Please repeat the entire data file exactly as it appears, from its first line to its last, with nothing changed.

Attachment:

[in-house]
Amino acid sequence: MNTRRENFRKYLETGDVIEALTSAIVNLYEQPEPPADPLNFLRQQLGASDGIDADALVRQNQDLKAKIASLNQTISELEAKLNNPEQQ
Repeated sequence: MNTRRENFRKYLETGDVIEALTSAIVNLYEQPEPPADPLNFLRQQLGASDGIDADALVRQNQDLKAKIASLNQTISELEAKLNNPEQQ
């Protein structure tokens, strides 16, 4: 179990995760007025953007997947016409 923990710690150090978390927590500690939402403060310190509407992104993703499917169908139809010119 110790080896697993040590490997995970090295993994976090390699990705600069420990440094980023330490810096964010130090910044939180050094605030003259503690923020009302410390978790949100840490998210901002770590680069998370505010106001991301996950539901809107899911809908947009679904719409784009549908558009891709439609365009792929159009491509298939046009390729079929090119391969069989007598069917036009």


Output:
[in-house]
Amino acid sequence: MNTRRENFRKYLETGDVIEALTSAIVNLYEQPEPPADPLNFLRQQLGASDGIDADALVRQNQDLKAKIASLNQTISELEAKLNNPEQQ
Repeated sequence: MNTRRENFRKYLETGDVIEALTSAIVNLYEQPEPPADPLNFLRQQLGASDGIDADALVRQNQDLKAKIASLNQTISELEAKLNNPEQQ
């Protein structure tokens, strides 16, 4: 179990995760007025953007997947016409 923990710690150090978390927590500690939402403060310190509407992104993703499917169908139809010119 110790080896697993040590490997995970090295993994976090390699990705600069420990440094980023330490810096964010130090910044939180050094605030003259503690923020009302410390978790949100840490998210901002770590680069998370505010106001991301996950539901809107899911809908947009679904719409784009549908558009891709439609365009792929159009491509298939046009390729079929090119391969069989007598069917036009």